Trumpeter Swans

Trumpeter Swans

Trumpeter Swans

There have been a lot of Trumpeter Swan sightings in the area the past couple of weeks. Kathy, from Buyck, sent me this photo of a pair on the Vermilion River.

The interesting thing about this photo is that there is a neck band on one of the Swans. That definitely makes it a Trumpeter Swan as they have been re-introducing Trumpeters in the midwestern United States. In fact, you can tell where they were banded by the color of the band.

To monitor the survival and movements of released Swans, Minnesota attaches orange wing tags with black lettering on each bird released. Wisconsin, Hennepin Parks, and Michigan use yellow collars with black characters. Iowa uses red neck bands. This allows individual birds to be identified from a considerable distance. Each bird is also banded with a U.S. Fish and Wildlife Service leg band prior to release. Observations and the recovery of birds provides wildlife managers with valuable data on movements and survival.

It is possible to see 3 different species of Swan in Minnesota. The Trumpeter,Tundra, and Mute Swan can all occur in Minnesota. The 2 native Swans, Trumpeter and Tundra, can be difficult to tell apart. In the Loon, the journal of the Minnesota Ornithologists Union, there was an excellent article written by Carrol Henderson of the MN DNR. The article went into great detail on the differences between the two Swans and how to tell them apart.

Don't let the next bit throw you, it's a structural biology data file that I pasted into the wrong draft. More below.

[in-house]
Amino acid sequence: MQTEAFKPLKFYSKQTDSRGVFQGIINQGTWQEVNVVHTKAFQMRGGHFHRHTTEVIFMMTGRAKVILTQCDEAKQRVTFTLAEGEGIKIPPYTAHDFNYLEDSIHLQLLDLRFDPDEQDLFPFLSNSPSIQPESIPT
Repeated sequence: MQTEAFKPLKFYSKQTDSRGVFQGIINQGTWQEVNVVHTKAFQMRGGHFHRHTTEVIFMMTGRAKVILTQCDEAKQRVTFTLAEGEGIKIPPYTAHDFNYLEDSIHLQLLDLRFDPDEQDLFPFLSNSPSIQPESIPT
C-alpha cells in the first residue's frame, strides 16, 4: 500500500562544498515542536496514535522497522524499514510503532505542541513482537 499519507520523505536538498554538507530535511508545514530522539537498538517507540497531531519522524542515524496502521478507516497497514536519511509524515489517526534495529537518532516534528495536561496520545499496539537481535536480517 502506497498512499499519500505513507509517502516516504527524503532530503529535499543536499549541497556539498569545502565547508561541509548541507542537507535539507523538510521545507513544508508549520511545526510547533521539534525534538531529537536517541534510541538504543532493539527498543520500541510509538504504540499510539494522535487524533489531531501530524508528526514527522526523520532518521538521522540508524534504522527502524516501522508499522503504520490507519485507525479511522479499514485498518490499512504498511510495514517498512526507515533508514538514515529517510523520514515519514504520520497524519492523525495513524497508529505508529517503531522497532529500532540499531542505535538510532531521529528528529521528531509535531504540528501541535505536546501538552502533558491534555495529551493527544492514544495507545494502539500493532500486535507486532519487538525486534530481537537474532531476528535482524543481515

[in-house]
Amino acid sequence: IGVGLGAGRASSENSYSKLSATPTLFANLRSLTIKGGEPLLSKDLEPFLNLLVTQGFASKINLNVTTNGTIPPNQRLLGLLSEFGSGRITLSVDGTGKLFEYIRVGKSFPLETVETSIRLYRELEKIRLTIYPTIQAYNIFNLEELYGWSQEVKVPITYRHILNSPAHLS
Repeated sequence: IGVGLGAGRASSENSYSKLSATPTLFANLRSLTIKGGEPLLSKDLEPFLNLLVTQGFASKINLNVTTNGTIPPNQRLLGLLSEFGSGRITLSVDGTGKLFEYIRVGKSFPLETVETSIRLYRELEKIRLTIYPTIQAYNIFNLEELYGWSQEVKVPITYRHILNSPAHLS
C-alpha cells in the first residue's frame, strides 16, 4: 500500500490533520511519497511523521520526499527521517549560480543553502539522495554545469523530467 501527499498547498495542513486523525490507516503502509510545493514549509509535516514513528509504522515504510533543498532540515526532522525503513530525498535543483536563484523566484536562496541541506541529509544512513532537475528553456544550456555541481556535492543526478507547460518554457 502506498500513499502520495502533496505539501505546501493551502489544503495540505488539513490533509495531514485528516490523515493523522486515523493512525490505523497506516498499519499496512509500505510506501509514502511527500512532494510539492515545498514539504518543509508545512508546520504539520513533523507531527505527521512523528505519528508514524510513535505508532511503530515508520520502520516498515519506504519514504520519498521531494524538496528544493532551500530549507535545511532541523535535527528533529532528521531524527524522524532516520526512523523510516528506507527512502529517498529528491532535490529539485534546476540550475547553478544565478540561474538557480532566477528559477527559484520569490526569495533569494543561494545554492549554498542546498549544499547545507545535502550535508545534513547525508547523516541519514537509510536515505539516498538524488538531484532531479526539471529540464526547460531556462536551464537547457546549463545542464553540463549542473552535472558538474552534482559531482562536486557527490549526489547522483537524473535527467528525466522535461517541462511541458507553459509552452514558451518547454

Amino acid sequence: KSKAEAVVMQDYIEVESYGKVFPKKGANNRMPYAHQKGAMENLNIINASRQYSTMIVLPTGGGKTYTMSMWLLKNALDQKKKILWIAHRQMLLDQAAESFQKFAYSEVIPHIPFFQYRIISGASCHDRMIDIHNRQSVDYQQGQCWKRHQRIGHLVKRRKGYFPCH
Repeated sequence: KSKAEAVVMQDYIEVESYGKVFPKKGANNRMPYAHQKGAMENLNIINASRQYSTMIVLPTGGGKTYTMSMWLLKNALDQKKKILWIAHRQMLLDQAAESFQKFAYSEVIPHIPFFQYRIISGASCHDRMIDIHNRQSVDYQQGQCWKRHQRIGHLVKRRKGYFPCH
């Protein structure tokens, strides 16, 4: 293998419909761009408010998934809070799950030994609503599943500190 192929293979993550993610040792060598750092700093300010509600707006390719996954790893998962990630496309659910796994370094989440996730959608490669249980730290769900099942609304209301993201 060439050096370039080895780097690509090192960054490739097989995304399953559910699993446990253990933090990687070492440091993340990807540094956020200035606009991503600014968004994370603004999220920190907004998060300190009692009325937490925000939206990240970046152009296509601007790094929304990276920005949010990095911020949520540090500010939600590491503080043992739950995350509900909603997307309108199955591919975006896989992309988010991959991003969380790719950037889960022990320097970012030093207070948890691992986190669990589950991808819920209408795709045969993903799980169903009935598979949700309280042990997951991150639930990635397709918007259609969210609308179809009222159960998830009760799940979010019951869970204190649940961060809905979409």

The other Swan species, the Mute Swan, would be easy to i.d. compared to the other 2. It’s pretty rare to see a wild Mute Swan in Minnesota. These are the Swans that have been domesticated and are used in ponds for decoration. They’ll have their wings clipped so they can’t fly away, although some have escaped and established themselves in the natural world. The Mute Swan is native to Eurasia, and is considered an exotic in the western hemisphere. Mute Swans are aggressive, mean birds and there are lots of videos on YouTube that demonstrate their belligerent personality. They compete with our native Swans for food and habitat.

One of the best ways to tell the difference between the 2 native Swans is by their voice. If Trumpeters are vocalizing, their calls sound like the horn of an old car. Their honking is very low and loud.

Tundra Swans usually fly in big flocks and when they are overhead they sound like a pack of baying hounds on a hunt. 

Trumpeters are also bigger than Tundra Swans, but that can be difficult to determine if you can’t compare them to one another, or to another bird. Size is relative to its surroundings.

Tundra Swans only migrate through Minnesota on their way to their breeding grounds in the arctic. Most migrate through western Minnesota, not so much over the arrowhead of MN.

Trumpeters breed in Minnesota; all they need is suitable habitat. They like to nest in big, remote wetland areas.

Trumpeter Swan at Crex Meadows

Trumpeter Swan at Crex Meadows

I photographed this Swan at Crex Meadows NWR in western Wisconsin. You can clearly see the number H56 on its neckband. While it’s rather unsightly to put these neckbands on the Swans, tracking banded birds offers a wealth of information to wildlife managers that are working hard to bring these magnificent birds back to their former status. Trumpeter Swans were once common in Minnesota, but were extirpated in the early 1800’s due to market hunting and the millinery (women’s hats) industry. Due to their re-introduction, Trumpeters Swans appear to be thriving once again in Minnesota!

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